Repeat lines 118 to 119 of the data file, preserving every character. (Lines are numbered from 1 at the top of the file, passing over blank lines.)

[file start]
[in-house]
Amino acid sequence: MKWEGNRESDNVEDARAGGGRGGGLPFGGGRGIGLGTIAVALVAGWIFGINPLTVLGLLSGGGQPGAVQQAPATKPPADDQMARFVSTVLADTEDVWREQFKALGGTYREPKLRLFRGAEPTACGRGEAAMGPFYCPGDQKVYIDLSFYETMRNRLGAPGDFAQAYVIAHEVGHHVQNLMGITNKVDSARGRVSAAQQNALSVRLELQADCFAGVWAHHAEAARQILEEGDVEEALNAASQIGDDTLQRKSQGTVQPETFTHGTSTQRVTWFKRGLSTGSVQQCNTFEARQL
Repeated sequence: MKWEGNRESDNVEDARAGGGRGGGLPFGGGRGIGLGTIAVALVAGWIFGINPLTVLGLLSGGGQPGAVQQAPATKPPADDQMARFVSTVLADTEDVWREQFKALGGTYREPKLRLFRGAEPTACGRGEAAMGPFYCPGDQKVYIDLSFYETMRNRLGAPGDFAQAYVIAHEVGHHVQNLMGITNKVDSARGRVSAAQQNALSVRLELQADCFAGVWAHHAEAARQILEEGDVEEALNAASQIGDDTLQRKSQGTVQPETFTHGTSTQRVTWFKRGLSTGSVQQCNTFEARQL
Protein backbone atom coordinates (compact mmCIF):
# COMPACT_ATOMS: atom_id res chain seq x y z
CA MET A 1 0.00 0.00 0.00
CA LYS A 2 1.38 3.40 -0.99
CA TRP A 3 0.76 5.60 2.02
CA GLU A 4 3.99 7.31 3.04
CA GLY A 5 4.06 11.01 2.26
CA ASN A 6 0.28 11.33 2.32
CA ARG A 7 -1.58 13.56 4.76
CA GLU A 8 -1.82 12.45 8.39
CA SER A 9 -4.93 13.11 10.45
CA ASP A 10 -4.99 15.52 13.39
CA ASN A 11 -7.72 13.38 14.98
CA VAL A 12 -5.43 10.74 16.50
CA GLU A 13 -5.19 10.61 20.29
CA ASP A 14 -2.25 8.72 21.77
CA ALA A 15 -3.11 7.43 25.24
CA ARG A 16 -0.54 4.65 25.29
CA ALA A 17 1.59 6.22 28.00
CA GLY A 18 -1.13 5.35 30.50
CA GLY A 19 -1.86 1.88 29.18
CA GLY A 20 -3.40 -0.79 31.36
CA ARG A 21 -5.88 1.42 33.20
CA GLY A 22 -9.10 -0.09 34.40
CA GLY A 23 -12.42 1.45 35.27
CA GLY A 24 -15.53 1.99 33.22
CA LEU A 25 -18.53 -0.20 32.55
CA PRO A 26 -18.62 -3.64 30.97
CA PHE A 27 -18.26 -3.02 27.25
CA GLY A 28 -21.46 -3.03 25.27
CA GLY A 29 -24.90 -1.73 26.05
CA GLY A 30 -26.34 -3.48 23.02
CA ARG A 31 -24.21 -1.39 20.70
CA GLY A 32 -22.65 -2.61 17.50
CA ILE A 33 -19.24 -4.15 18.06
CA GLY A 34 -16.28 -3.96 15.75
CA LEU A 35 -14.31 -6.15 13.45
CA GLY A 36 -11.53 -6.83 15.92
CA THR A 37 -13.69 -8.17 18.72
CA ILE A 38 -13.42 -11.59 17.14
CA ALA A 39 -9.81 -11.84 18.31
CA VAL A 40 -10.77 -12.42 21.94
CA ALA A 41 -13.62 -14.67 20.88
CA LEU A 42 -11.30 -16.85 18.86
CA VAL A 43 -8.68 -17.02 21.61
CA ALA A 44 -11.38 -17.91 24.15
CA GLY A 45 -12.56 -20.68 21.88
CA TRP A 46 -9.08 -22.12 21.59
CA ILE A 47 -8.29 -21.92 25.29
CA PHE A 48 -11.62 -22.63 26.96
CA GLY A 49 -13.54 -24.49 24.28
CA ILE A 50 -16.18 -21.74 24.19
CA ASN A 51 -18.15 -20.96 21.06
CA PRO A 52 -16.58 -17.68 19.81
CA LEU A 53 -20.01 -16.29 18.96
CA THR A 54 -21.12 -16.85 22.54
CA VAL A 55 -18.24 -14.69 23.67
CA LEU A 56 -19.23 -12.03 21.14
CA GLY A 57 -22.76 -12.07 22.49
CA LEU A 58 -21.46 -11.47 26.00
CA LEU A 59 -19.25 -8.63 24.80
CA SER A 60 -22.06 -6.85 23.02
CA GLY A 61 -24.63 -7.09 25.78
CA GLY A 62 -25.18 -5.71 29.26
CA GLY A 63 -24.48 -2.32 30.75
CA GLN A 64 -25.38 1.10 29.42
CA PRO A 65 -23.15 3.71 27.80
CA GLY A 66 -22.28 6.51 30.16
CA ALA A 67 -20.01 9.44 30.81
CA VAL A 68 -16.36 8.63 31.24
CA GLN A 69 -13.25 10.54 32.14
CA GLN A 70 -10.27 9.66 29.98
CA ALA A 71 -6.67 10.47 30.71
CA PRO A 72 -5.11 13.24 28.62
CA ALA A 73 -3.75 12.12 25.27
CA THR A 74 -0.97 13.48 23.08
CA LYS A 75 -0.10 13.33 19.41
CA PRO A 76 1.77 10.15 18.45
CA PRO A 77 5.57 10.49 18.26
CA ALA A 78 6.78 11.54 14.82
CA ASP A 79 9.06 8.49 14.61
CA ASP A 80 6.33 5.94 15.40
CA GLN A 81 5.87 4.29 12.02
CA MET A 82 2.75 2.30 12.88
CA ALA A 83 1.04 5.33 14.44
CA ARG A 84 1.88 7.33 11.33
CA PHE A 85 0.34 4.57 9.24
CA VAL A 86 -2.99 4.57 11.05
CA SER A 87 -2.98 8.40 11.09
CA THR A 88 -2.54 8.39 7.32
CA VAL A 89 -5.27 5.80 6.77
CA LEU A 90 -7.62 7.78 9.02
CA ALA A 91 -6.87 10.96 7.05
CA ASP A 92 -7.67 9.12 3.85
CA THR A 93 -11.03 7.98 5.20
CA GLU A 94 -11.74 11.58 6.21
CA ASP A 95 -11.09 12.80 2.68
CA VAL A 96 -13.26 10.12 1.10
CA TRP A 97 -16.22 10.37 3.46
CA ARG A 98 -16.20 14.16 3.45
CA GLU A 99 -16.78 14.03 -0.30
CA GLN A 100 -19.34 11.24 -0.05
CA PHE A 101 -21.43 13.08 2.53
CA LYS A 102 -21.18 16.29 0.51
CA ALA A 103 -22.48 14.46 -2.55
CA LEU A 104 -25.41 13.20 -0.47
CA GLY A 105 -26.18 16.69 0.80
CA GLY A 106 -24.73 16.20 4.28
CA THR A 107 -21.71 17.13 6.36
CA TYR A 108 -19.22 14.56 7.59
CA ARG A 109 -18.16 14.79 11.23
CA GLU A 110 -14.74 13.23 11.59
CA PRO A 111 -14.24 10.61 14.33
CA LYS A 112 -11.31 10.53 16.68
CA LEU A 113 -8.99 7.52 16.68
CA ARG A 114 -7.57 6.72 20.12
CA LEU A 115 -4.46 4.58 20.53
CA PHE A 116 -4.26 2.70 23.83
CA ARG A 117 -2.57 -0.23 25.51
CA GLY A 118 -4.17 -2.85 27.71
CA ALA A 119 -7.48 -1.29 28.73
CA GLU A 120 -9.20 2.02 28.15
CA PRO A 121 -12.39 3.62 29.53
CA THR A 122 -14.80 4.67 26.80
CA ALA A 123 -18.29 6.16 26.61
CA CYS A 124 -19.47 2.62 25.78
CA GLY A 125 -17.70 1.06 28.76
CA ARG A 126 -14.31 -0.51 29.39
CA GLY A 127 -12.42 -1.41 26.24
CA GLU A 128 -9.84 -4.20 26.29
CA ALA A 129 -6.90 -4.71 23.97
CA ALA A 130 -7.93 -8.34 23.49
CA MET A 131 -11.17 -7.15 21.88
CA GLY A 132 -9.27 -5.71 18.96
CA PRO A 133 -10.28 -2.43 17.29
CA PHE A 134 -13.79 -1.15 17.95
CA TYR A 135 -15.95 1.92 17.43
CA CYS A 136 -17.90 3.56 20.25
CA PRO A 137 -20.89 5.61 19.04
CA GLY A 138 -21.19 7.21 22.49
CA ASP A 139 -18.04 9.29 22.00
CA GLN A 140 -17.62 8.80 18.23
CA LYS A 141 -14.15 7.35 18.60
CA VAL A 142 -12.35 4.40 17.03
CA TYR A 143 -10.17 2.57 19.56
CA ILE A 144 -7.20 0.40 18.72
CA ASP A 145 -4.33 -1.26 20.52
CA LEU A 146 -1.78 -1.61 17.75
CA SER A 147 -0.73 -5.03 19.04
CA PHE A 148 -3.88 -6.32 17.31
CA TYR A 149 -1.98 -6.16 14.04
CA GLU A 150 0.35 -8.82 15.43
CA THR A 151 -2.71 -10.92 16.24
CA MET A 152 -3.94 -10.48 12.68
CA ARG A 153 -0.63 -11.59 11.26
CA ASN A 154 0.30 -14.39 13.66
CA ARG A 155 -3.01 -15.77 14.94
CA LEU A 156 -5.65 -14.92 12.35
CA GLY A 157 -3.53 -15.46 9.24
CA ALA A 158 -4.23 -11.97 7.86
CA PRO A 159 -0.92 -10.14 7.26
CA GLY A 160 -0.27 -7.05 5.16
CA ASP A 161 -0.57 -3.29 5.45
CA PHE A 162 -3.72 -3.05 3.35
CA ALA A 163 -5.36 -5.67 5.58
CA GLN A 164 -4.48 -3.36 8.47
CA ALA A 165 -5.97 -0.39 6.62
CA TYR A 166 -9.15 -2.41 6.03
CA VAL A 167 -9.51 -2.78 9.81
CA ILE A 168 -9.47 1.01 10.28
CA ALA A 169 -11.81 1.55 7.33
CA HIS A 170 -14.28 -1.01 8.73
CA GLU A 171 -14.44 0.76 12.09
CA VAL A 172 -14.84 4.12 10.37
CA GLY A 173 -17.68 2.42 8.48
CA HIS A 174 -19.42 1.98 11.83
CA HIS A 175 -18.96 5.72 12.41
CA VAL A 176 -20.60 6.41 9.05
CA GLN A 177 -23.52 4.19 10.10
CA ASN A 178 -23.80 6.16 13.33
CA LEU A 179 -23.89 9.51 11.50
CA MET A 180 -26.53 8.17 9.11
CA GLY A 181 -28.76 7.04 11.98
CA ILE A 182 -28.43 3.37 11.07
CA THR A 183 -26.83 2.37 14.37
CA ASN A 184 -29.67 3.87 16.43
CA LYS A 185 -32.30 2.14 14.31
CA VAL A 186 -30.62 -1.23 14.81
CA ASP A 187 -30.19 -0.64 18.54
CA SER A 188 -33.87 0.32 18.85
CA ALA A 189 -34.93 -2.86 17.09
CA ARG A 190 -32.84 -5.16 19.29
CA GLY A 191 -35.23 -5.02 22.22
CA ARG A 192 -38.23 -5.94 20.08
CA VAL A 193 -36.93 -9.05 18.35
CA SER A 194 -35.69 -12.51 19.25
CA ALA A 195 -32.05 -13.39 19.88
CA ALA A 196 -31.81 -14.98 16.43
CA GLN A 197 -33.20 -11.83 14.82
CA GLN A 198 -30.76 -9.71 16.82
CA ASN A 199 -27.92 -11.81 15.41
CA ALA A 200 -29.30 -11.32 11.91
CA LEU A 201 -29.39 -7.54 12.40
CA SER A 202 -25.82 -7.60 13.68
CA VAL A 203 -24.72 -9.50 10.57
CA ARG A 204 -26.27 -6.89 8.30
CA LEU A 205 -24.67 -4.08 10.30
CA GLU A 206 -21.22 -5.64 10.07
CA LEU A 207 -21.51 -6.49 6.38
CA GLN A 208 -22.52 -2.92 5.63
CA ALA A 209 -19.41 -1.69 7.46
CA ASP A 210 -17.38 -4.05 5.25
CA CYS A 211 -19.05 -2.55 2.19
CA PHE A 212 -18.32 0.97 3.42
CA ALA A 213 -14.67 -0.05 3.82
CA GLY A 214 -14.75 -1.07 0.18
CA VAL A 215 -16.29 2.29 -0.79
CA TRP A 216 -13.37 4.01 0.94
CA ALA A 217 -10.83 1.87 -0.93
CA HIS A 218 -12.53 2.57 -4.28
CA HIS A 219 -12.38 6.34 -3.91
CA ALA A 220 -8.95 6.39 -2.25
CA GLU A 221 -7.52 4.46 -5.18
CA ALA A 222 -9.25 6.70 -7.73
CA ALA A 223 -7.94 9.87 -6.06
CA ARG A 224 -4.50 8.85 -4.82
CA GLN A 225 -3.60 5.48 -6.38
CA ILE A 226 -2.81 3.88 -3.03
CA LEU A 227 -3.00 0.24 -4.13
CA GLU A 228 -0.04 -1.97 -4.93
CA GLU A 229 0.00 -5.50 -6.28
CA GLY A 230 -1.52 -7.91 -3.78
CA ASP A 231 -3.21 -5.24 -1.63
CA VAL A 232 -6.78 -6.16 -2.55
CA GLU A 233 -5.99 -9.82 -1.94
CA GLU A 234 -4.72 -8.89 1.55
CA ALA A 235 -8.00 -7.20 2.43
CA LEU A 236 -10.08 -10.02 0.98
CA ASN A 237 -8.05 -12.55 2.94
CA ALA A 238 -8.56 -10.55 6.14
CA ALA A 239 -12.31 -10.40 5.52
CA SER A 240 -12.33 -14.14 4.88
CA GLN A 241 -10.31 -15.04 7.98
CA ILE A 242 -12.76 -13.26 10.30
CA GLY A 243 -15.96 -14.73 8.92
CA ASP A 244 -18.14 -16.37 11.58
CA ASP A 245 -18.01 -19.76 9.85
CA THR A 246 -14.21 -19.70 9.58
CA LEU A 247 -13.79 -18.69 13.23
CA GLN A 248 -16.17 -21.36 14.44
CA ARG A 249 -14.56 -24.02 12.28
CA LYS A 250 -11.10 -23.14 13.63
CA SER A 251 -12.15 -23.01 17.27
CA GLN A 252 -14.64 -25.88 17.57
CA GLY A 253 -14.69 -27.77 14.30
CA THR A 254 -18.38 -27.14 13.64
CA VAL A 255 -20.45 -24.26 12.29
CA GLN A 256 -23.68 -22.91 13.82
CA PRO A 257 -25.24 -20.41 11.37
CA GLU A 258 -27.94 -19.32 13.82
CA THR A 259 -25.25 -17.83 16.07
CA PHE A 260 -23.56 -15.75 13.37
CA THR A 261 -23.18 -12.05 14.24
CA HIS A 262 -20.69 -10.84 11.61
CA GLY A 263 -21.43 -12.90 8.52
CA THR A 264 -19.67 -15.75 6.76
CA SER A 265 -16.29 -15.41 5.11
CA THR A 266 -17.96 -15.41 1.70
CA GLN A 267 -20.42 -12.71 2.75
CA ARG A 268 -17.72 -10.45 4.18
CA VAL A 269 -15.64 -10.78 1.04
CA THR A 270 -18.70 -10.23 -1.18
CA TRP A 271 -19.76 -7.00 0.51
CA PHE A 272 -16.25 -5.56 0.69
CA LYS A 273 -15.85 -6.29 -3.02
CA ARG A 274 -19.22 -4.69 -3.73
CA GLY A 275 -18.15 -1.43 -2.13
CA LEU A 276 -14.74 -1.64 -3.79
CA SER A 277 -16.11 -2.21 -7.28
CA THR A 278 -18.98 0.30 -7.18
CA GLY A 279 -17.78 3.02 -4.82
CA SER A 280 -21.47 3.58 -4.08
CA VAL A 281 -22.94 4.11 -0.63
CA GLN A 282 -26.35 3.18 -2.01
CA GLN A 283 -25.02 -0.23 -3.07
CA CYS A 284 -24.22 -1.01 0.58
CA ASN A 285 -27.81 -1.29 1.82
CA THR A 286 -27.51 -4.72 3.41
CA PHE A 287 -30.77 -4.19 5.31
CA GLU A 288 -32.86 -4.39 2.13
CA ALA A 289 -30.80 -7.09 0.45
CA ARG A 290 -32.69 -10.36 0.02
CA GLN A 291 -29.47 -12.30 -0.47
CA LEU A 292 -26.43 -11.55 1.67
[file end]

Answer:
CA LEU A 113 -8.99 7.52 16.68
CA ARG A 114 -7.57 6.72 20.12